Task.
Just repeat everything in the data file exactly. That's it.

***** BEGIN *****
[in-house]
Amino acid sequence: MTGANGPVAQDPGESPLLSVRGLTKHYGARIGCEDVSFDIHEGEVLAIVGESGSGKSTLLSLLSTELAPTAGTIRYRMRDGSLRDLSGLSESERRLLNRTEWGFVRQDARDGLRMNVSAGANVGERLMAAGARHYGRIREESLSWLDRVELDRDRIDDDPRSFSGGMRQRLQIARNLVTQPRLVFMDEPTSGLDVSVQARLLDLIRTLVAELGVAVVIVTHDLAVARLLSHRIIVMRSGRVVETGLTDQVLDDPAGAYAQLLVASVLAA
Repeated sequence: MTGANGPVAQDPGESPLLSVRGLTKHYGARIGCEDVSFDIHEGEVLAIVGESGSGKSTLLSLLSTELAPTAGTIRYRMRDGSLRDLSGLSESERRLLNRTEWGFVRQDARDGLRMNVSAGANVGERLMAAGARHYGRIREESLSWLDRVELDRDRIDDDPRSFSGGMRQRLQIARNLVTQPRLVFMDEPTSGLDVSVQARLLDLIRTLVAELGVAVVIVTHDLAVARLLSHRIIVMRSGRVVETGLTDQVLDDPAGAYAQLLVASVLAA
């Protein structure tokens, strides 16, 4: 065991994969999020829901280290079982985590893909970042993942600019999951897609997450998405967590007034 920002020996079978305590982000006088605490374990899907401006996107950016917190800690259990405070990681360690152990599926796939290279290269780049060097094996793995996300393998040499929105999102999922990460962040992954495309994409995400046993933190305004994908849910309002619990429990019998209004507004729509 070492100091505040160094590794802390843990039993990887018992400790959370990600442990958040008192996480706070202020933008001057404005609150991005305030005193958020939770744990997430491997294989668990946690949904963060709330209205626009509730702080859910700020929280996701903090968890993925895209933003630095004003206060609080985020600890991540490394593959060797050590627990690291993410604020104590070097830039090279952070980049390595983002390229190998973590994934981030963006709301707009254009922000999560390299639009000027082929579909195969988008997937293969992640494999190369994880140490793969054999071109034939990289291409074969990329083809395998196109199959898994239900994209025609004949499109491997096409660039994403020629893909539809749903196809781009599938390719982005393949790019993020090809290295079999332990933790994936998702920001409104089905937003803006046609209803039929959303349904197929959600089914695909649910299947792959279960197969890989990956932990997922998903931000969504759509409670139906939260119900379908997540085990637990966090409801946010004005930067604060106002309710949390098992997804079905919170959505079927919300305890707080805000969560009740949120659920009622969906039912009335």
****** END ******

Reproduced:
[in-house]
Amino acid sequence: MTGANGPVAQDPGESPLLSVRGLTKHYGARIGCEDVSFDIHEGEVLAIVGESGSGKSTLLSLLSTELAPTAGTIRYRMRDGSLRDLSGLSESERRLLNRTEWGFVRQDARDGLRMNVSAGANVGERLMAAGARHYGRIREESLSWLDRVELDRDRIDDDPRSFSGGMRQRLQIARNLVTQPRLVFMDEPTSGLDVSVQARLLDLIRTLVAELGVAVVIVTHDLAVARLLSHRIIVMRSGRVVETGLTDQVLDDPAGAYAQLLVASVLAA
Repeated sequence: MTGANGPVAQDPGESPLLSVRGLTKHYGARIGCEDVSFDIHEGEVLAIVGESGSGKSTLLSLLSTELAPTAGTIRYRMRDGSLRDLSGLSESERRLLNRTEWGFVRQDARDGLRMNVSAGANVGERLMAAGARHYGRIREESLSWLDRVELDRDRIDDDPRSFSGGMRQRLQIARNLVTQPRLVFMDEPTSGLDVSVQARLLDLIRTLVAELGVAVVIVTHDLAVARLLSHRIIVMRSGRVVETGLTDQVLDDPAGAYAQLLVASVLAA
């Protein structure tokens, strides 16, 4: 065991994969999020829901280290079982985590893909970042993942600019999951897609997450998405967590007034 920002020996079978305590982000006088605490374990899907401006996107950016917190800690259990405070990681360690152990599926796939290279290269780049060097094996793995996300393998040499929105999102999922990460962040992954495309994409995400046993933190305004994908849910309002619990429990019998209004507004729509 070492100091505040160094590794802390843990039993990887018992400790959370990600442990958040008192996480706070202020933008001057404005609150991005305030005193958020939770744990997430491997294989668990946690949904963060709330209205626009509730702080859910700020929280996701903090968890993925895209933003630095004003206060609080985020600890991540490394593959060797050590627990690291993410604020104590070097830039090279952070980049390595983002390229190998973590994934981030963006709301707009254009922000999560390299639009000027082929579909195969988008997937293969992640494999190369994880140490793969054999071109034939990289291409074969990329083809395998196109199959898994239900994209025609004949499109491997096409660039994403020629893909539809749903196809781009599938390719982005393949790019993020090809290295079999332990933790994936998702920001409104089905937003803006046609209803039929959303349904197929959600089914695909649910299947792959279960197969890989990956932990997922998903931000969504759509409670139906939260119900379908997540085990637990966090409801946010004005930067604060106002309710949390098992997804079905919170959505079927919300305890707080805000969560009740949120659920009622969906039912009335």